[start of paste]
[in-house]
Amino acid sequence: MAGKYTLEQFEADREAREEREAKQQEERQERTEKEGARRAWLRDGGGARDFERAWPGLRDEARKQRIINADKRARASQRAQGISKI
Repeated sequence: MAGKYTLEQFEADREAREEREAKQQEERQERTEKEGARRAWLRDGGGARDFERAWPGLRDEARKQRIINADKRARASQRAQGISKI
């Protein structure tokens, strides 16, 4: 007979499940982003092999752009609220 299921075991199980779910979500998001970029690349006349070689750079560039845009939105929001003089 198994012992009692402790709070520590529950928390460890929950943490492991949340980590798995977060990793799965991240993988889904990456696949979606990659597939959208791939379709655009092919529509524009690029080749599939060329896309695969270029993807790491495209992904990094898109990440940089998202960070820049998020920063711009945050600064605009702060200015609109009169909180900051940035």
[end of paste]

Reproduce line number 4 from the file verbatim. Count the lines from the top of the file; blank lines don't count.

């Protein structure tokens, strides 16, 4: 007979499940982003092999752009609220 299921075991199980779910979500998001970029690349006349070689750079560039845009939105929001003089 198994012992009692402790709070520590529950928390460890929950943490492991949340980590798995977060990793799965991240993988889904990456696949979606990659597939959208791939379709655009092919529509524009690029080749599939060329896309695969270029993807790491495209992904990094898109990440940089998202960070820049998020920063711009945050600064605009702060200015609109009169909180900051940035």